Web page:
The external interface to the mechanism may comprise a fairly conventional file system interface plus specialized control functionality for dealing with changes in the size and layout of the file system across the disks. The file system interface may closely resemble the standard file system interfaces used by various operating systems. These include Linux, Unix, and Windows file systems. In a representative embodiment, there is a tree of directories containing files. Further, the file system incorporates metadata for each file or directory. The metadata includes the name of the file or directory, the last access time, the owner, read and write permissions. The file system interface allows creating, deleting, reading, and writing files into one or more directories. Further, the file system allows reading and modifying the files and the metadata. The file storing mechanism is implemented in two major parts—termed a low-level data part and a file system data part. The two data parts communicate through a simple interface that provides the file system data part with access to what appears to it as a flat array of data bytes. This flat array is termed a mid-level data array. In a representative embodiment, the file system part comprises a conventional file system. Any of a number of standard file systems, such as Reiser FS, JFS, ext3fs, or NTFS, may be used for the file system data part. Implementations of these file systems that were created to run on a simple disk or disk partition device may be used unchanged or nearly unchanged with the mid-level data array.
An integral part of the file storing mechanism comprises the low-level data part. The low level data part may have access to one or more primary disks on which to store data. Each primary disk may comprise a data storage drive and must be entirely dedicated for use by the low-level data part of the file storing mechanism. In a representative embodiment, only the low-level data part of the file storing mechanism should be reading or writing to any of the one or more primary disks. Each of the one or more primary disks or data storage drives may be used to provide storage for one or more data pools. As a consequence any one disk need not be used by a single pool. For example, several pools may share the disk, by way of the low-level data part of the file storage mechanism.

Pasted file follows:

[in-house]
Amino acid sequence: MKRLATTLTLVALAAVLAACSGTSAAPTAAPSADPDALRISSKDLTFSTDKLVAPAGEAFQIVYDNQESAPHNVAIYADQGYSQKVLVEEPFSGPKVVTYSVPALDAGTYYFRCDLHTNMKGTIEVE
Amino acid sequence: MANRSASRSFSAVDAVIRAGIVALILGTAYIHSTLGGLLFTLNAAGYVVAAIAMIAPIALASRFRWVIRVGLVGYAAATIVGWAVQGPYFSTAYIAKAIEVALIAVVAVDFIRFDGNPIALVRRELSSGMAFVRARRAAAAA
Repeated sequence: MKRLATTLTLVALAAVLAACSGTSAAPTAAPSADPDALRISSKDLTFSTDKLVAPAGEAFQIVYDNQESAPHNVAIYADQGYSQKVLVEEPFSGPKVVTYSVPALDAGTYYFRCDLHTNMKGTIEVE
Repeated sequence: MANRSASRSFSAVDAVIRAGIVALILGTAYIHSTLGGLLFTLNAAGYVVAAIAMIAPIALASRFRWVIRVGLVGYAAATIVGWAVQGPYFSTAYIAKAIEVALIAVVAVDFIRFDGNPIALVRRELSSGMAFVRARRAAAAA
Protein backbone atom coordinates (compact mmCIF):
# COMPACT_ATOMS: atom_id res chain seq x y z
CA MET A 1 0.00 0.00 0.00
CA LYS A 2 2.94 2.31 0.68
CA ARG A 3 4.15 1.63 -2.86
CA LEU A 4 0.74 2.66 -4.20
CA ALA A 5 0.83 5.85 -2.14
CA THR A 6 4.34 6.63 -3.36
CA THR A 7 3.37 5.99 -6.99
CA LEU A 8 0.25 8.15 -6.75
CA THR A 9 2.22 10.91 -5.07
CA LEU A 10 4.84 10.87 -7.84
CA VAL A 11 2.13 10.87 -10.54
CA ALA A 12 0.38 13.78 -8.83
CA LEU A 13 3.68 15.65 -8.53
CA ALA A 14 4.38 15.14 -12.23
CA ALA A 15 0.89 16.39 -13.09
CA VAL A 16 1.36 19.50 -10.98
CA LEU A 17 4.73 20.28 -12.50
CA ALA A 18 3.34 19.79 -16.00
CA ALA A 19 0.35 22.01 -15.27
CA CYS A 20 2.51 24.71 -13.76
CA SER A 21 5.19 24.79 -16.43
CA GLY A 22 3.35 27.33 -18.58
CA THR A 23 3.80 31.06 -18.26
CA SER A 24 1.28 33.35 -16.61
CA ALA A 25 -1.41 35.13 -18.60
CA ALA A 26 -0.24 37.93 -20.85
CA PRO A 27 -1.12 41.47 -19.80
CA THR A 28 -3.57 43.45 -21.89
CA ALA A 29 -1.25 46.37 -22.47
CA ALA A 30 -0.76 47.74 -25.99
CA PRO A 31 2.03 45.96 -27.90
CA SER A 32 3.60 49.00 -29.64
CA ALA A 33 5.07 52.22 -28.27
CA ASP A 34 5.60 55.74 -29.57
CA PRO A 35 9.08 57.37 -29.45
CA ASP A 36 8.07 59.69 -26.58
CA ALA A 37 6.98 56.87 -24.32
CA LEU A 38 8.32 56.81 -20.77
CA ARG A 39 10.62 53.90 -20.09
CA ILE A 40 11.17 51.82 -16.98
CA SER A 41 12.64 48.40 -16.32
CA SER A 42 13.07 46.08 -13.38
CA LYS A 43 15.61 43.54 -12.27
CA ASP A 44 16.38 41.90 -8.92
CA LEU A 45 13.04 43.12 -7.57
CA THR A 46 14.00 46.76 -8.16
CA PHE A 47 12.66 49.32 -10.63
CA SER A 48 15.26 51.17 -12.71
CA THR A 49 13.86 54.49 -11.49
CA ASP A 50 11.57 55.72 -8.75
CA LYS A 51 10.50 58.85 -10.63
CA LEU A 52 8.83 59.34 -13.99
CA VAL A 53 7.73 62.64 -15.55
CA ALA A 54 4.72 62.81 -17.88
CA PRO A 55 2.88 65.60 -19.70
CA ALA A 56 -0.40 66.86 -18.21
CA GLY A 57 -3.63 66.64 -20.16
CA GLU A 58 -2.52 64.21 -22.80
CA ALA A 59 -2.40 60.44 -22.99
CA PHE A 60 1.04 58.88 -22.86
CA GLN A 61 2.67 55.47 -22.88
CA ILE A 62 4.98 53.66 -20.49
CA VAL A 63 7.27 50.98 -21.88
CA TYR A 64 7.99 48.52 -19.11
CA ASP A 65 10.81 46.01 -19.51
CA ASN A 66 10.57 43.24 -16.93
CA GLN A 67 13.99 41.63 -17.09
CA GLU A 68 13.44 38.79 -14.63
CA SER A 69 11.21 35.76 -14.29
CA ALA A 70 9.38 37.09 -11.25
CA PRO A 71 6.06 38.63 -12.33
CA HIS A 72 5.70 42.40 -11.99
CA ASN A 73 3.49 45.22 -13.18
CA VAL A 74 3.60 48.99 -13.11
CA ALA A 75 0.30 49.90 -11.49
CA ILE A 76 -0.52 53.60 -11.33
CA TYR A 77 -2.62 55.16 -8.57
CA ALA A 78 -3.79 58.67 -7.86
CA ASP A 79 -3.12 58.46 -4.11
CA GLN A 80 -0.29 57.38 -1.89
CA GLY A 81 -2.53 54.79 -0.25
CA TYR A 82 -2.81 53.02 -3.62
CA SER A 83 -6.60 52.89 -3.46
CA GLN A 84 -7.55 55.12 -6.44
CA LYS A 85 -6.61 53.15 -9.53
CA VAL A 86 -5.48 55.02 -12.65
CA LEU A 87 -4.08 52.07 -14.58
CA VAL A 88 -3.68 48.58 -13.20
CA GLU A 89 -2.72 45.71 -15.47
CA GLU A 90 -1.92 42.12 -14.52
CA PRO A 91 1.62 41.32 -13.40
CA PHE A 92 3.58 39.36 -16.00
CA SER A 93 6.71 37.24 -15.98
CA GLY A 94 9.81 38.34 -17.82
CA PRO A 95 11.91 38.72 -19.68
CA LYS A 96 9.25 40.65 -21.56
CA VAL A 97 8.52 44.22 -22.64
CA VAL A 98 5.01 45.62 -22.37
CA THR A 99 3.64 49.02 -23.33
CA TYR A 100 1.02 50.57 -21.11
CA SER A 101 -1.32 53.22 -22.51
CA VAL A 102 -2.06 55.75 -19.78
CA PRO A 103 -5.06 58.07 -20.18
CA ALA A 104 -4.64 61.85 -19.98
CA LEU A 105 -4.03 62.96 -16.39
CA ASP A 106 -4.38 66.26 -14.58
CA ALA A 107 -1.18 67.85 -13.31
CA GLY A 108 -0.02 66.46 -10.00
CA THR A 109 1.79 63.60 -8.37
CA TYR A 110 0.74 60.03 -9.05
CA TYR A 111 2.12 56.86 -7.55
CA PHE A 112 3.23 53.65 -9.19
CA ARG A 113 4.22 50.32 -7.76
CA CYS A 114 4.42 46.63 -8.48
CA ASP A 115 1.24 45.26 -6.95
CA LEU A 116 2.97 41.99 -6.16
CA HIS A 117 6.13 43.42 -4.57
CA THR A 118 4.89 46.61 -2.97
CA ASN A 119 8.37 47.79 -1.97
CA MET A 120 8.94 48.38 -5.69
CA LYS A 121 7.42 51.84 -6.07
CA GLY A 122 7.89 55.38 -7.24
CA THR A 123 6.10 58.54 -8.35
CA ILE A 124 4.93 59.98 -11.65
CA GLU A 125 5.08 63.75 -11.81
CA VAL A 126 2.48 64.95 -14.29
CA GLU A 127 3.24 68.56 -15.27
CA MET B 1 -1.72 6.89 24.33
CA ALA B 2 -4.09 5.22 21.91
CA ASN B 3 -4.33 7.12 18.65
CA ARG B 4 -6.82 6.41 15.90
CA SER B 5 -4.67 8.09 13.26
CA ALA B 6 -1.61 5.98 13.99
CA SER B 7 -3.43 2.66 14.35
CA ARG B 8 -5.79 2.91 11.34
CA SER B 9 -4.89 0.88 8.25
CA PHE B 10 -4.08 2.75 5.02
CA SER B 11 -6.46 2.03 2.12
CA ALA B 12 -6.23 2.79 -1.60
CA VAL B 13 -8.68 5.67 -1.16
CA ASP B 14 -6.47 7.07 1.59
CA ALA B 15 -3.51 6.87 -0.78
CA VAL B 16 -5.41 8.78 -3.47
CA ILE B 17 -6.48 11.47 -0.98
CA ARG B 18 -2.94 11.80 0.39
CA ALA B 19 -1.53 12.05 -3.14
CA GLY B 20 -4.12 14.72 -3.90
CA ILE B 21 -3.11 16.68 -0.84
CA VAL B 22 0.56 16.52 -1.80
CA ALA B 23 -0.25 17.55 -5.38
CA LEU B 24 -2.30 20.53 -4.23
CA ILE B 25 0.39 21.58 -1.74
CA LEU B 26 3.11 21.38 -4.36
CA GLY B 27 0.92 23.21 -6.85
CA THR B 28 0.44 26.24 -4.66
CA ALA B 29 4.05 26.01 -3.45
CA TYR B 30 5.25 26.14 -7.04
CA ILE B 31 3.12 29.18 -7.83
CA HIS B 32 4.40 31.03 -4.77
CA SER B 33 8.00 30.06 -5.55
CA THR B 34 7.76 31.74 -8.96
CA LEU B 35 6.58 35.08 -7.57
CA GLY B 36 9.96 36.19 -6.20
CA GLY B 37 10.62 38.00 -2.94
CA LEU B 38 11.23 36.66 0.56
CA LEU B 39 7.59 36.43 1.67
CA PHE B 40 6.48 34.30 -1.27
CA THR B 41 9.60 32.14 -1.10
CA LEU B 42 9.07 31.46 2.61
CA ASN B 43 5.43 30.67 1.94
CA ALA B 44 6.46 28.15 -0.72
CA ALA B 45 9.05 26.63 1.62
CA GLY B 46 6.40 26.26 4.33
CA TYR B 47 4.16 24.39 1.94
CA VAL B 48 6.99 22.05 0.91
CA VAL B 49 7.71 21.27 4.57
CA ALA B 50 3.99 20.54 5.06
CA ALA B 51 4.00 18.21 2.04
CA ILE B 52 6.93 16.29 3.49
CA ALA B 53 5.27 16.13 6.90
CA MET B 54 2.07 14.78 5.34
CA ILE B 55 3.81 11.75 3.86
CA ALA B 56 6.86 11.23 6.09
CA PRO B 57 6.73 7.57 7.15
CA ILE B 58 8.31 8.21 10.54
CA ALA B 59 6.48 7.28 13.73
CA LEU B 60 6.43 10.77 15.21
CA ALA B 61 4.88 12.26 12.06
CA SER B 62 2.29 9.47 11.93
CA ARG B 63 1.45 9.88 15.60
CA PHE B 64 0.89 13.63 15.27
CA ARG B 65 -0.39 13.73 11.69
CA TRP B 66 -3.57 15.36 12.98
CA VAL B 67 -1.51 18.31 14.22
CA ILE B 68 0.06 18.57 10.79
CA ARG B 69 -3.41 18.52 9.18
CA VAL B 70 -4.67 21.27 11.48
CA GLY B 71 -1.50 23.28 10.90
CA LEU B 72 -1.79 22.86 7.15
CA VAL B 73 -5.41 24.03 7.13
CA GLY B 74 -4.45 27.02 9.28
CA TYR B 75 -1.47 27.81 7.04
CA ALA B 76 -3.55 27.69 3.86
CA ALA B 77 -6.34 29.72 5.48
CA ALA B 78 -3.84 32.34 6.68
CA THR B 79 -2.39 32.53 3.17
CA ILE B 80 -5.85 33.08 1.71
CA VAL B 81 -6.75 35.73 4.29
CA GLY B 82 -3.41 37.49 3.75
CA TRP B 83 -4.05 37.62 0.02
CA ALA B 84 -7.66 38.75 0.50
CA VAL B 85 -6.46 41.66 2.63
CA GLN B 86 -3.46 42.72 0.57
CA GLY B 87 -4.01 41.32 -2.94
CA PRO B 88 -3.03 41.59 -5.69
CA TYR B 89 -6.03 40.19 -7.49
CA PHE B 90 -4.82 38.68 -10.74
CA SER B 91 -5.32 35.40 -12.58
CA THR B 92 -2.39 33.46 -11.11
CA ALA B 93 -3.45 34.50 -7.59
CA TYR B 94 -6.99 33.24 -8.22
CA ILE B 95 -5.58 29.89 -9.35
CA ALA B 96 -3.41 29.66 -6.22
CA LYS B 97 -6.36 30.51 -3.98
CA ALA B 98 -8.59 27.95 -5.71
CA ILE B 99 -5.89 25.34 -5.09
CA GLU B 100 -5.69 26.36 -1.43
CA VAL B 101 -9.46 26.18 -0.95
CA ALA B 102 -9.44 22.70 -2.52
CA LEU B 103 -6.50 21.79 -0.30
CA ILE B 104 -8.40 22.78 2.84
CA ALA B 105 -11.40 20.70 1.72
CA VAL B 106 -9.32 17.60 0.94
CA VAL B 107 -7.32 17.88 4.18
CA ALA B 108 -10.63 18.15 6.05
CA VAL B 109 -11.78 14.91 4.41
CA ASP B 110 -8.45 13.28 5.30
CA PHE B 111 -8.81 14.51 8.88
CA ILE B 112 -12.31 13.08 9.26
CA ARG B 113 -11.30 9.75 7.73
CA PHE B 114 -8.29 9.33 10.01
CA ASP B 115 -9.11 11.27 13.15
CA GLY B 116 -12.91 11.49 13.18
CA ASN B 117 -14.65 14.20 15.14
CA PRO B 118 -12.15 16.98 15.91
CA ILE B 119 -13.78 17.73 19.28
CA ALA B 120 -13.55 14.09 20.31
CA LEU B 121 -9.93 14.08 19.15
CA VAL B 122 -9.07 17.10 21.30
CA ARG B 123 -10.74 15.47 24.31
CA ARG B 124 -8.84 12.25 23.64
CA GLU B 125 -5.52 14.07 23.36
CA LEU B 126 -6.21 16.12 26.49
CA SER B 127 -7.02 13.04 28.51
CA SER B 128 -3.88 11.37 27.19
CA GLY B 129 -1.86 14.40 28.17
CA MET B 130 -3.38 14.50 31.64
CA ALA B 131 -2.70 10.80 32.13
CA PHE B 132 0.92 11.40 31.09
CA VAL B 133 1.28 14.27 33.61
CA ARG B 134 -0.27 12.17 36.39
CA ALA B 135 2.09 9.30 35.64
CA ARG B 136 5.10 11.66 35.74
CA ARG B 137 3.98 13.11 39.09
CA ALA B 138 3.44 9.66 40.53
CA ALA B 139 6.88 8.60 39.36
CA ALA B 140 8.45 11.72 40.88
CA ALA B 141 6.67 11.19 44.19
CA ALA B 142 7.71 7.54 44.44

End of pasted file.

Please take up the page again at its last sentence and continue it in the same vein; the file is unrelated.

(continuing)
The low-level data part is characterized by two main types of states. The first state comprises a transitory state, which may reside on any medium, including volatile memory such as DRAM. However, the transitory state may not be present on the primary disks or data storage drives. In a representative embodiment, one or more persistent data states may be present on the one or more primary disks. Transitory data states are destroyed when a data processing or computing device, which runs the disk pool mechanism, is rebooted. This may happen as a result of a fatal error. For example, this may occur if the data processing or computing device is turned off, or its power is interrupted. The persistent data of a persistent data state used by the low-level part may be further sub-divided into two categories: chunks of raw data and metadata. The metadata specifies how the raw data is concatenated together to form the mid-level data array. Each chunk of raw data should exactly match a contiguous portion of the mid-level data array. In a representative embodiment, a chunk of raw data might have an undefined value because it may be used as a “stand-by” chunk, which may be used to form a mirrored data pool. The metadata describes how all the raw data chunks, that are scattered across any number of primary disks, are mapped to the mid-level data array. In a representative embodiment, this metadata may include mirroring and striping information.
It is desirable for at least some of the metadata to be available even when one or more of the disks are unavailable. If a data pool is setup to use mirroring, it is usually set up so that if any one disk is unavailable, at least one copy of each piece of the mid-level data array is still present using the remaining disk or disks. For example, with mirroring and one more disks missing, the low-level part is designed to facilitate the availability of the entire mid-level data array. In a representative embodiment, the low-level part is designed to provide enough diagnostic information to issue a reasonable error message that tells the user which disk is not present in the case where missing disks mean that not all the mid-level data array data is available.